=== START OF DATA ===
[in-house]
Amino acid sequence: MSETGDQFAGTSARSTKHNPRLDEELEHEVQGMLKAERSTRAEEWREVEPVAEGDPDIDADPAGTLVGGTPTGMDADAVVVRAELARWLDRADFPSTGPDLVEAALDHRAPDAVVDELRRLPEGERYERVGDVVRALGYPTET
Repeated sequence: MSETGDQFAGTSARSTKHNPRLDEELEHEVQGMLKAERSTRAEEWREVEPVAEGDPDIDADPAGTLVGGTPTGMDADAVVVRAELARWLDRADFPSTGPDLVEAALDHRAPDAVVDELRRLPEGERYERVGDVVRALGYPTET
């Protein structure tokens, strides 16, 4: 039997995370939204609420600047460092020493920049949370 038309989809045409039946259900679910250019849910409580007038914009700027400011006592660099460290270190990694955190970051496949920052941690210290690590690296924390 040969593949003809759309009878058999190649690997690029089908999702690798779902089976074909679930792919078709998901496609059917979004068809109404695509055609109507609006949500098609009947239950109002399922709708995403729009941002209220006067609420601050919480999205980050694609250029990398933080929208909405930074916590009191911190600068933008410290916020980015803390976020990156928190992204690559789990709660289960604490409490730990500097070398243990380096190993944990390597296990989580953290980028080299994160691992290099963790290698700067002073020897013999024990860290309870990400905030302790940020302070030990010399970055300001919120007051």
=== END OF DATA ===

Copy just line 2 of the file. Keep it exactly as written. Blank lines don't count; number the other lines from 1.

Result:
Amino acid sequence: MSETGDQFAGTSARSTKHNPRLDEELEHEVQGMLKAERSTRAEEWREVEPVAEGDPDIDADPAGTLVGGTPTGMDADAVVVRAELARWLDRADFPSTGPDLVEAALDHRAPDAVVDELRRLPEGERYERVGDVVRALGYPTET